Image details: Nikon D7000Nikkor 180mm f2.8 at f2.8. 56 minutes (112 x 30 seconds) at iso 800 using didymium filter. Stacked with Deep Sky Stacker and tracked with barn door tracker.

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Distant giant: The Pinwheel galaxy

pinwheel-galaxy-messier-101The short nights of spring reveal a view unobstructed by the Milky Way, with slim pickings for wide-angle astrophotography. But there are some distant giants to be seen. The Pinwheel galaxy is one of them.

The massive galaxy stretches 180,000 light-years edge to edge. Despite this vast size, the face-on nature of the galaxy, and the huge distance, make it a appear quite dim. The combined light of a trillion suns barely registering on the 30 second exposures. The combined time of 30 minutes in the stacked image above reveals more…

The spiral structure of the galaxy, and the many bright nebulous regions within can be seen. Also revealed are dozens of the smaller galaxies residing in the area. Alhough these can be tricky to distinguish from the bloated stars, a problem made worse by the stacking process.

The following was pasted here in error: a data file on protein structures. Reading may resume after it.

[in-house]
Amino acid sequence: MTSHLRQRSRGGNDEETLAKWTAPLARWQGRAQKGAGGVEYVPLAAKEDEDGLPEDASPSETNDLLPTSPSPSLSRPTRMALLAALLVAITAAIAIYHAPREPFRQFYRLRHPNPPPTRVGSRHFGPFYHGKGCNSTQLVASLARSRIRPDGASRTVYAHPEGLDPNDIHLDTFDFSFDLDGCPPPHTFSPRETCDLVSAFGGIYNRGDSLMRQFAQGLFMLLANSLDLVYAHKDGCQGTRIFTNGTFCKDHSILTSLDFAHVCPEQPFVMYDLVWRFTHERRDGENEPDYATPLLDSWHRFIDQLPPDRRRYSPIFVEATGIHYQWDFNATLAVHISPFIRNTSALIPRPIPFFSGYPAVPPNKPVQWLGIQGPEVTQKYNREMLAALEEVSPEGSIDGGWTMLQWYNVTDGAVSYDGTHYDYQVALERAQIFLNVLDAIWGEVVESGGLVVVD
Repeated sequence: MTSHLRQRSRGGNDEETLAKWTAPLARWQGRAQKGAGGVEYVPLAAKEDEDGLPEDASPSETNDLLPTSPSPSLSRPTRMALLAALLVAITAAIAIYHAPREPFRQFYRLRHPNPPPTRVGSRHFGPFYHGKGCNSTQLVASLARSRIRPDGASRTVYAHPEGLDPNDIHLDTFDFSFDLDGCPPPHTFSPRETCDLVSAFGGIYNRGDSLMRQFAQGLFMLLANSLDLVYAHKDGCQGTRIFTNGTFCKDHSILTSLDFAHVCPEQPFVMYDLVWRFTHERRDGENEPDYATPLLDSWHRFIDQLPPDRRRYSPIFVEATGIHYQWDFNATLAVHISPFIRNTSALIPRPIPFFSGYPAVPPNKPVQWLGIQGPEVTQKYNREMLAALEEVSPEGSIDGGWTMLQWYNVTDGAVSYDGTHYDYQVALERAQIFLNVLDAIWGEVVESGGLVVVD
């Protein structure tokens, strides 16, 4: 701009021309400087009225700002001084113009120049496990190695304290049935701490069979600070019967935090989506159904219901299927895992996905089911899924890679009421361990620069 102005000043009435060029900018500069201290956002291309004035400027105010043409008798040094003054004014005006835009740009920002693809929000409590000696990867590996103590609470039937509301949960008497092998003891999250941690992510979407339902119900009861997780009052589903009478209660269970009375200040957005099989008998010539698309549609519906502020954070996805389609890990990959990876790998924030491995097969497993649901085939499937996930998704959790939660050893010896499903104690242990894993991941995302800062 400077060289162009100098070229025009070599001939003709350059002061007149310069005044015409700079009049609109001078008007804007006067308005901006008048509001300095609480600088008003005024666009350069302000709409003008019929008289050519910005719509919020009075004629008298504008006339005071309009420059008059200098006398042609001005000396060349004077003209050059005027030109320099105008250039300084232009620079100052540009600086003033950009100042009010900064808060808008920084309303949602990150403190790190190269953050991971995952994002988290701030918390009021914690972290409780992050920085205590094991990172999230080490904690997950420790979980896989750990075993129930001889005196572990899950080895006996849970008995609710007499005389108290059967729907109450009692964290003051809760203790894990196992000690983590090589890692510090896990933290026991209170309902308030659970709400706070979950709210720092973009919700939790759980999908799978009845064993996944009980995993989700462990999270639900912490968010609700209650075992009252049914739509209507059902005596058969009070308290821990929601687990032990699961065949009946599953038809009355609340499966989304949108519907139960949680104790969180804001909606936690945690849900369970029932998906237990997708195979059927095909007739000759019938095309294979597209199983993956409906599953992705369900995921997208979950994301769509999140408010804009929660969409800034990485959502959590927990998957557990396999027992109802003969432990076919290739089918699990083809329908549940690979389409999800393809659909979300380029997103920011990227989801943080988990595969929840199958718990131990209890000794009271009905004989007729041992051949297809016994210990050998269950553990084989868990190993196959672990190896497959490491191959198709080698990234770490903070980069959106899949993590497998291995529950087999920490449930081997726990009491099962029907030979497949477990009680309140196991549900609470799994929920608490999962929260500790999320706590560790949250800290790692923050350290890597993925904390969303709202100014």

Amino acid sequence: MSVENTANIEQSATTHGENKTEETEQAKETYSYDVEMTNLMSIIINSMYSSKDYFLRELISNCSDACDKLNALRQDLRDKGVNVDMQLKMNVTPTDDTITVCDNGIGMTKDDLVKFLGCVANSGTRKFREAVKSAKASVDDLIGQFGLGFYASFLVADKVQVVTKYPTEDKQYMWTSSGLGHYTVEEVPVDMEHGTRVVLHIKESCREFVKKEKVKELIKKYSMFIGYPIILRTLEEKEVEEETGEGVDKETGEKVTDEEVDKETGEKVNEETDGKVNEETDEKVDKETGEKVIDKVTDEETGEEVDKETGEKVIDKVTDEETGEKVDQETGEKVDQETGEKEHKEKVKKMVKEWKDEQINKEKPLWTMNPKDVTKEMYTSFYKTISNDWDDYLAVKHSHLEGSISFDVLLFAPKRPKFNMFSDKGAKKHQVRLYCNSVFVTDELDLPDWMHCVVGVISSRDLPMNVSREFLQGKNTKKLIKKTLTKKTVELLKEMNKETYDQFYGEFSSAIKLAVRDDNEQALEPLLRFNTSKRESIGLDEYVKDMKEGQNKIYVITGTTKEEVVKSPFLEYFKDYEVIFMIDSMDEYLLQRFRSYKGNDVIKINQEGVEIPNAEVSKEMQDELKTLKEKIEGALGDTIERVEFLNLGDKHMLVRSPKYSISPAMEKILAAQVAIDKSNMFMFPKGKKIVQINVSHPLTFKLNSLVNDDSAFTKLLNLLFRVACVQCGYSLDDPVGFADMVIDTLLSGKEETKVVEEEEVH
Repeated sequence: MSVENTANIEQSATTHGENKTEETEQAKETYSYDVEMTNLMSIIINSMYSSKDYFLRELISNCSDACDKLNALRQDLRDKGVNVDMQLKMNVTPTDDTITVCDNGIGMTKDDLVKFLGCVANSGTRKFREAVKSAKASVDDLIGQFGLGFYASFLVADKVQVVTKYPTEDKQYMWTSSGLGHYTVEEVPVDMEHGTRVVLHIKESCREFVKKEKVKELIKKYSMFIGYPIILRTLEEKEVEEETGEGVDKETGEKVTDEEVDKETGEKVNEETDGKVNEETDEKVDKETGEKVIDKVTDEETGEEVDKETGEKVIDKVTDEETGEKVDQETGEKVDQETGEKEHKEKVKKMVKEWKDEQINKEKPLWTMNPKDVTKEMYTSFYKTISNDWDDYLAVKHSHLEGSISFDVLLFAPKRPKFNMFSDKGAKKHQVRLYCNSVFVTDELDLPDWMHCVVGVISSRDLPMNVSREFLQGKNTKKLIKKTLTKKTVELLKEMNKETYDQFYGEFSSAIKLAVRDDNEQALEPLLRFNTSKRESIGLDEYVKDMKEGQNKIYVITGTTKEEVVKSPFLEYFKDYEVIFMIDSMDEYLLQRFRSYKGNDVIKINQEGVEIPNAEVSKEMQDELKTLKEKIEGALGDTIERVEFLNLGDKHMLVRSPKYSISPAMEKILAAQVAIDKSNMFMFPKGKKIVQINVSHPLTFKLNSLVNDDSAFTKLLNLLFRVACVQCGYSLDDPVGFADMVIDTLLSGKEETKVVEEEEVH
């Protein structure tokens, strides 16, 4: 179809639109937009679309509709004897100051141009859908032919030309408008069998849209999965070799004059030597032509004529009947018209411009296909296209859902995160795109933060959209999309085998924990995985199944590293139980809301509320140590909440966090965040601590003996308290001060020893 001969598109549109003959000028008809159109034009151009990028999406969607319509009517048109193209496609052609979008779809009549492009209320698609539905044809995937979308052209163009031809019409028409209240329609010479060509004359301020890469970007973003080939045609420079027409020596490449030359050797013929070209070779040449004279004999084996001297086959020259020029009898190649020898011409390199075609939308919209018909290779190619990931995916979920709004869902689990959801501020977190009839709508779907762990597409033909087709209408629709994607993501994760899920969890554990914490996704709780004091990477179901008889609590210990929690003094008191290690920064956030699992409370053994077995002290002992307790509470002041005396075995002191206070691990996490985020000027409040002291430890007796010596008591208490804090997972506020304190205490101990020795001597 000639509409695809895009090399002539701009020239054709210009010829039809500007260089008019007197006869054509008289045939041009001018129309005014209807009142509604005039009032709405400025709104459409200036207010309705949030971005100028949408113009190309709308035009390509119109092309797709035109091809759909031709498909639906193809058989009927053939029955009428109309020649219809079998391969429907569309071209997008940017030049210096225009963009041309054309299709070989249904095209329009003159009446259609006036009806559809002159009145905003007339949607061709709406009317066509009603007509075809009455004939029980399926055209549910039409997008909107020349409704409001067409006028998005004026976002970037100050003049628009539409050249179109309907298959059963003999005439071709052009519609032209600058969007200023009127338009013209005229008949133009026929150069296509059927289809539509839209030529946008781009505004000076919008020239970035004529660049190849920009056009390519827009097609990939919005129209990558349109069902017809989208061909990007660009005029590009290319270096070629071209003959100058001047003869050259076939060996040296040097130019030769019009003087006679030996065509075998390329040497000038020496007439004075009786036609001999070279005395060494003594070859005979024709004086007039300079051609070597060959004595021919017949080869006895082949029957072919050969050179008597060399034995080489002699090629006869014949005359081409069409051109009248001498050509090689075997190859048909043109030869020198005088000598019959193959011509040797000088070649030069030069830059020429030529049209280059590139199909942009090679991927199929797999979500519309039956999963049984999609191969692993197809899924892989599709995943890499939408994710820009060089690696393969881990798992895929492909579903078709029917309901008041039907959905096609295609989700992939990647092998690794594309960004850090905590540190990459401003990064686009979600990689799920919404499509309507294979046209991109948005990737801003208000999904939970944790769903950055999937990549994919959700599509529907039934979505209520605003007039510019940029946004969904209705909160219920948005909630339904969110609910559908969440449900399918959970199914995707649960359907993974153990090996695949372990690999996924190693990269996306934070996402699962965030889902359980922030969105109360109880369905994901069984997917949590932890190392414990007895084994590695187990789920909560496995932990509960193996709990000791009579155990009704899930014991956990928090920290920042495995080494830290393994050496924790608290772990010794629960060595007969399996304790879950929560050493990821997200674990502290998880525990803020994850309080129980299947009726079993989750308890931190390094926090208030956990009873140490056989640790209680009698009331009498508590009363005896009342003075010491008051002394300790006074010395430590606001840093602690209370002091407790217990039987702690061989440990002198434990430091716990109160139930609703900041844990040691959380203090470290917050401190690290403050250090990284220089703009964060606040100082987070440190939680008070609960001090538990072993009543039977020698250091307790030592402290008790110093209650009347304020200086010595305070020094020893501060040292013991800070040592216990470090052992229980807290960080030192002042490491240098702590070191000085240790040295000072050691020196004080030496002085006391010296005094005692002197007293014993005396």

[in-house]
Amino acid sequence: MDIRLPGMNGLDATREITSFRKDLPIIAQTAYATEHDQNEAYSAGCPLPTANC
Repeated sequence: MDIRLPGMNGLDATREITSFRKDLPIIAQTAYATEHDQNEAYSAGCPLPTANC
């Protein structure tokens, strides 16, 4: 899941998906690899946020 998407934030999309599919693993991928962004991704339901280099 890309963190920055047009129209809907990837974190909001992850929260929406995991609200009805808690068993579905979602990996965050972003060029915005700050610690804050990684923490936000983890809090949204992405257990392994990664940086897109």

The full image below shows how tiny the Pinwheel galaxy appears in the frame of the 180mm lens. Not quite up to Hubble deep field standards, but not bad for a regular camera and home-made tracker!

Messier 101 the Pinwheel GalaxyImage details: Nikon D7000Nikkor 180mm f2.8 at f2.8. 30 minutes (60 x 30 seconds) at iso 800 using didymium filter. Stacked with Deep Sky Stacker and tracked with barn door tracker.

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Comet Lovejoy, Owl Cluster & Dolphin Nebula

Comet Lovejoy and the Owl ClusterComet Lovejoy continues to shine as it journeys through the Solar System. Early last week the comet passed the Owl Cluster in Cassiopeia, making for another great photo opportunity.

With one of Cassiopeia’s brightest stars ‘Ruchbah‘ (right of shot) guiding the way, comet Lovejoy is an easy target to find at the moment. It’s surprising to see how bright the tail still is, with plenty of structure still visible. (Click the image for a larger version).

Just below Lovejoy sits the brilliantly named Owl Cluster, with the two brightest stars forming the eyes. The small nebula just above the comet is the little known Dolphin nebula, a small planetary nebula around 850 light years distance. The cluster of stars at the top right of the image is Messier 103.

Image details: Nikon D7000Nikkor 180mm f2.8 at f2.8. 16 minutes (32 x 30 seconds) at iso 800 using didymium filter, plus 2 minutes (4 x 30 seconds) at iso 800 using . Stacked with Deep Sky Stacker and tracked with barn door tracker.